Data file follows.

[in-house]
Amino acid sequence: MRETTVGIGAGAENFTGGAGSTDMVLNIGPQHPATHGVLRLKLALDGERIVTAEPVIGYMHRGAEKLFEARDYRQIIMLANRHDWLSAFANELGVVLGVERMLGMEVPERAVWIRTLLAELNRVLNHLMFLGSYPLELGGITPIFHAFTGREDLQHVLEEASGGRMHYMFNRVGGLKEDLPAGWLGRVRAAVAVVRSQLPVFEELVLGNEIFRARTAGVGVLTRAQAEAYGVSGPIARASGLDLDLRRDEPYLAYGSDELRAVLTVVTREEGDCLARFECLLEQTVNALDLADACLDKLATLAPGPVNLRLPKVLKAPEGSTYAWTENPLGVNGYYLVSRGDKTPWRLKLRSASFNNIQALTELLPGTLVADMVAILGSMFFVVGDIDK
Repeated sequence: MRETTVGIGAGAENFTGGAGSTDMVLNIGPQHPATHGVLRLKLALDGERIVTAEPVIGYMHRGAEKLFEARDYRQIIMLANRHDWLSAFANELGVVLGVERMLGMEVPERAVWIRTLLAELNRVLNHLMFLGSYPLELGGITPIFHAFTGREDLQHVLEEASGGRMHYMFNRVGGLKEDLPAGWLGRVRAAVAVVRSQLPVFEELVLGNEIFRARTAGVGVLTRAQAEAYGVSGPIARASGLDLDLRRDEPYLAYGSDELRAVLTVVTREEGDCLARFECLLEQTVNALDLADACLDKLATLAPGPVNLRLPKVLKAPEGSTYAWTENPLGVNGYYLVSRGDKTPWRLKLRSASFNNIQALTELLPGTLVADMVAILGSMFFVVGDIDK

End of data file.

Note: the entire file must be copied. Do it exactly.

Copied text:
[in-house]
Amino acid sequence: MRETTVGIGAGAENFTGGAGSTDMVLNIGPQHPATHGVLRLKLALDGERIVTAEPVIGYMHRGAEKLFEARDYRQIIMLANRHDWLSAFANELGVVLGVERMLGMEVPERAVWIRTLLAELNRVLNHLMFLGSYPLELGGITPIFHAFTGREDLQHVLEEASGGRMHYMFNRVGGLKEDLPAGWLGRVRAAVAVVRSQLPVFEELVLGNEIFRARTAGVGVLTRAQAEAYGVSGPIARASGLDLDLRRDEPYLAYGSDELRAVLTVVTREEGDCLARFECLLEQTVNALDLADACLDKLATLAPGPVNLRLPKVLKAPEGSTYAWTENPLGVNGYYLVSRGDKTPWRLKLRSASFNNIQALTELLPGTLVADMVAILGSMFFVVGDIDK
Repeated sequence: MRETTVGIGAGAENFTGGAGSTDMVLNIGPQHPATHGVLRLKLALDGERIVTAEPVIGYMHRGAEKLFEARDYRQIIMLANRHDWLSAFANELGVVLGVERMLGMEVPERAVWIRTLLAELNRVLNHLMFLGSYPLELGGITPIFHAFTGREDLQHVLEEASGGRMHYMFNRVGGLKEDLPAGWLGRVRAAVAVVRSQLPVFEELVLGNEIFRARTAGVGVLTRAQAEAYGVSGPIARASGLDLDLRRDEPYLAYGSDELRAVLTVVTREEGDCLARFECLLEQTVNALDLADACLDKLATLAPGPVNLRLPKVLKAPEGSTYAWTENPLGVNGYYLVSRGDKTPWRLKLRSASFNNIQALTELLPGTLVADMVAILGSMFFVVGDIDK